Dialogue between Sayyid Muhammad Hamadani (RA) and Dehat Bibi

After Sayyid Muhammad Hamadani (RA) posed a question to the Shaikh, Dehat Bibi began to argue with the distinguished guest.

Sayyid Muhammad Hamadani: Why have you weakened the horse [pointing at him]?

Shaikh Nuruddin: Being an inexperienced rider, I cannot afford to give rich food to the horse. If he is not kept under control, he may become unruly and cause me trouble [while reaching the goal].

As a close disciple of Nuruddin, Dehat Bibi was profoundly aware of the spiritual attainments of her preceptor. Perhaps, sensing that humility of the Shaikh might not create a favorable impression upon some conceited companions of Sayyid Muhammad Hamadani, she intervened.

Dehat Bibi: Those who have [already] reached the goal do not need either conveyance [horse] or a whip.

Sayyid Muhammad Hamadani: Who have attained the goal?

Dehat Bibi: Those who have liberated themselves from [the snares of] the self.

Sayyid Muhammad Hamadani: Have you freed yourself from the self?

Dehat Bibi: But for annihilating myself, I would not have dared sit in this solemn meeting and shared secrets [with you].

Sayyid Muhammad Hamadani: Are you a daughter or a son?

Dehat Bibi: If I am non-existent [newest], then I am neither a girl nor a boy; but if I am existent

then I am nothing.

Sayyid Muhammad Hamadani: How have you gained this?

Dehat Bibi: After having attained salvation from the death of the spirit.

Shanga Bibi alias Yawan Maech

Shanga Bibi was a courtesan of enticing beauty who was apparently asked by some Brahmans of the city to seduce the Shaikh. The Shaikh admonished the alluring courtesan so convincingly that she felt ashamed and after offering ‘tauba’ gained entry in the Rishi order.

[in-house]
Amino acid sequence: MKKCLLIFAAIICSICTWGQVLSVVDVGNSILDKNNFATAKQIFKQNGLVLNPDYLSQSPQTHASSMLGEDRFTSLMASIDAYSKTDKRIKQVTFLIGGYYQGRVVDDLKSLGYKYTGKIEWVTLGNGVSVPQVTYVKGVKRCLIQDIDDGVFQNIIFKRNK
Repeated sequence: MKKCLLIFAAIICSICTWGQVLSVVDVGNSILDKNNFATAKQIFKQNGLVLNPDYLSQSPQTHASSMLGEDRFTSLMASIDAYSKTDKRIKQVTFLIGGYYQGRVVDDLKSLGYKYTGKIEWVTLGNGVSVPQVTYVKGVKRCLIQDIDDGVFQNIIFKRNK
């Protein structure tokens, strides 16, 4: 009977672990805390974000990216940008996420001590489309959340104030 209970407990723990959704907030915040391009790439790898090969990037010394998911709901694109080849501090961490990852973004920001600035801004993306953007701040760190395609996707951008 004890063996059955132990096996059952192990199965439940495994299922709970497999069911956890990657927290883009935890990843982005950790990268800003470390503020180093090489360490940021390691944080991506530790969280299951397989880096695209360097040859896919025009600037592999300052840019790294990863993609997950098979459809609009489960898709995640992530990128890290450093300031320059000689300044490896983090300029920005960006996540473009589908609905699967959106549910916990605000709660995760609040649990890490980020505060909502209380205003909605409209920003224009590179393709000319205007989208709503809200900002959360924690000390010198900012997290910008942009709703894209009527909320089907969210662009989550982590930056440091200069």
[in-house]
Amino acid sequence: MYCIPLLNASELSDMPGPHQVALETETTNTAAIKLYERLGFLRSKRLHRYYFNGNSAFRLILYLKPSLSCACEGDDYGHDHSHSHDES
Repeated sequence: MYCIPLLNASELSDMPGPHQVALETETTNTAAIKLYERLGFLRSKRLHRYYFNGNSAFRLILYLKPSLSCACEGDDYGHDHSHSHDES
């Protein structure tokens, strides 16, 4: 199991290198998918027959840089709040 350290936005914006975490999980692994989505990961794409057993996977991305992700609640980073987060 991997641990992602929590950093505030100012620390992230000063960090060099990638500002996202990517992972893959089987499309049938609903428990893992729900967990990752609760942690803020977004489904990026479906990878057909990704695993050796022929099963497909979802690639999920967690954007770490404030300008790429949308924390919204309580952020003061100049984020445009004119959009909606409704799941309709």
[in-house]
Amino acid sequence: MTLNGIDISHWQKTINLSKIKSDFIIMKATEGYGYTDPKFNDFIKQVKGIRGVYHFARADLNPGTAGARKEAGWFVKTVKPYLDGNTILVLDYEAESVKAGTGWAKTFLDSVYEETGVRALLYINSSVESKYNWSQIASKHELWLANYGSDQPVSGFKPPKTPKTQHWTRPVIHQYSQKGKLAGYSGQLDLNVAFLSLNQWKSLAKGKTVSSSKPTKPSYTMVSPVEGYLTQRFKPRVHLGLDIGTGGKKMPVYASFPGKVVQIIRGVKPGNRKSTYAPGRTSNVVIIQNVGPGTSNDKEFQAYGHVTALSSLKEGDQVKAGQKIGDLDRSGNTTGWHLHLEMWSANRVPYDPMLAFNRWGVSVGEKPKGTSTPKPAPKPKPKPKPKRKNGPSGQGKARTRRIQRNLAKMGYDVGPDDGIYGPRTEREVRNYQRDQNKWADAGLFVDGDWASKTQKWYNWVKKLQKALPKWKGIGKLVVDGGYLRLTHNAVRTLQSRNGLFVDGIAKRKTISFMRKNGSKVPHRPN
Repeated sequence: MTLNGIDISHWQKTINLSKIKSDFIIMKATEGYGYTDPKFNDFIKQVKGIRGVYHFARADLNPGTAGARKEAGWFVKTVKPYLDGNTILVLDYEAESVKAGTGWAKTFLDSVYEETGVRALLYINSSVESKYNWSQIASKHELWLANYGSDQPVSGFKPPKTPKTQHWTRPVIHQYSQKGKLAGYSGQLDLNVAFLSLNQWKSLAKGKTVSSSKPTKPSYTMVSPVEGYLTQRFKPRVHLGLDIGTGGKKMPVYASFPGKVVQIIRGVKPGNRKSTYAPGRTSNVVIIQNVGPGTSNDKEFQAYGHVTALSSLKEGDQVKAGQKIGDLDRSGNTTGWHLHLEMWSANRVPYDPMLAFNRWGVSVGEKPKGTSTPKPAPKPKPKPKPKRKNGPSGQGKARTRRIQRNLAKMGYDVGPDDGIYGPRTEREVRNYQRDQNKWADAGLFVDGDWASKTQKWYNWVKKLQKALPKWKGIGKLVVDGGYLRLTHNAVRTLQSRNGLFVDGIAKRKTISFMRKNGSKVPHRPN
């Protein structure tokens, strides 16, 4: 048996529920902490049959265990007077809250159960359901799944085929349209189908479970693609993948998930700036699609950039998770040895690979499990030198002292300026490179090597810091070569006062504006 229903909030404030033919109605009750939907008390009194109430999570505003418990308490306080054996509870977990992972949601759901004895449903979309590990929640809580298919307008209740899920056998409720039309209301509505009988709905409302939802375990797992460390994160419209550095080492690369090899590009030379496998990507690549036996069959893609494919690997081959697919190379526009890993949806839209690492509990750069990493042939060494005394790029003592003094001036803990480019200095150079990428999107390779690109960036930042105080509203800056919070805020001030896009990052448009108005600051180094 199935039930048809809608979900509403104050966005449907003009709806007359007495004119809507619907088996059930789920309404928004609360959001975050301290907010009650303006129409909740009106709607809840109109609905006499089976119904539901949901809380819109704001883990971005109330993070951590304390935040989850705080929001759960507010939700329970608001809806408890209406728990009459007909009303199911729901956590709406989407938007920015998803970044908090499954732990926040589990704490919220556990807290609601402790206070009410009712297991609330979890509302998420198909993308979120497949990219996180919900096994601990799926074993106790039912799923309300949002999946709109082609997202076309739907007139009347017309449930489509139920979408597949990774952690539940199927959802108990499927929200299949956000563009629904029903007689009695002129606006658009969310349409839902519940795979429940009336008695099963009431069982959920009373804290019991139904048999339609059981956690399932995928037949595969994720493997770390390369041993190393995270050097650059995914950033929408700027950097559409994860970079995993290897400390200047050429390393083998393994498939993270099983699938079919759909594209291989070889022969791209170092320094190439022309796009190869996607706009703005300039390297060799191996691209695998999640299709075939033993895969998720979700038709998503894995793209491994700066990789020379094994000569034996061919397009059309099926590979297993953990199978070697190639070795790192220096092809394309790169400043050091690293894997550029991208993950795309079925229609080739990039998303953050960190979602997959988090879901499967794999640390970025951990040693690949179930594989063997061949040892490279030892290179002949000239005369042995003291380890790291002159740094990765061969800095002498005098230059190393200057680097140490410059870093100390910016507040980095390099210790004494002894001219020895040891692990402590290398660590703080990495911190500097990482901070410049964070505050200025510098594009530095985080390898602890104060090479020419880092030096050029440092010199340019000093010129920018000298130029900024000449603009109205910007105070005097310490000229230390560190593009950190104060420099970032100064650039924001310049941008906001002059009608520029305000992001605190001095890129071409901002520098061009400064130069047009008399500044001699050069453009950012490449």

By virtue of her devotion and austerities, Shanga Bibi was even granted the unique privilege of acting as a mujawir at her spiritual preceptor’s tomb.

That a courtesan, after clothing herself with the robe of faith and humble repentance, could be elevated to sainthood bears elaborate testimony to the egalitarian appeal that Islam had for the commoners in the Valley.

Shanga Bibi lies buried near the tomb of Shaikh Nuruddin at Chrari Shariff.

Deta Bibi

Nothing is known about Deta Bibi beyond the fact that she was a devoted disciple of Nuruddin. Her burial place is at Mukhta PhoLri near Naushahr in Srinagar.

Sala Bibi-I and Sala Bibi-II

Both women received the guidance of the Shaikh. Because of their devotion, meditation and asceticism, the hagiographers call them Gnostics. Their graves are at Chrar-i Shariff near the Shaikh’s tomb.

Sham Ded

During Shaikh’s conversations with peasant girls during his sojourn at Hunchipura in the pargana of Beerwa, the girl who was prompt in responding to the Shaikh’s taunts was Sham Ded.

Later, so distressed would be Sham Ded at the death of Nuruddin, that she composed an elegy as a token of her intense love for, and deep devotion to her spiritual preceptor.

The elegy is the first of its kind in the history of Kashmiri literature, and indeed, the credit for composing such a unique literary piece goes to the female disciple of Shaikh Nuruddin.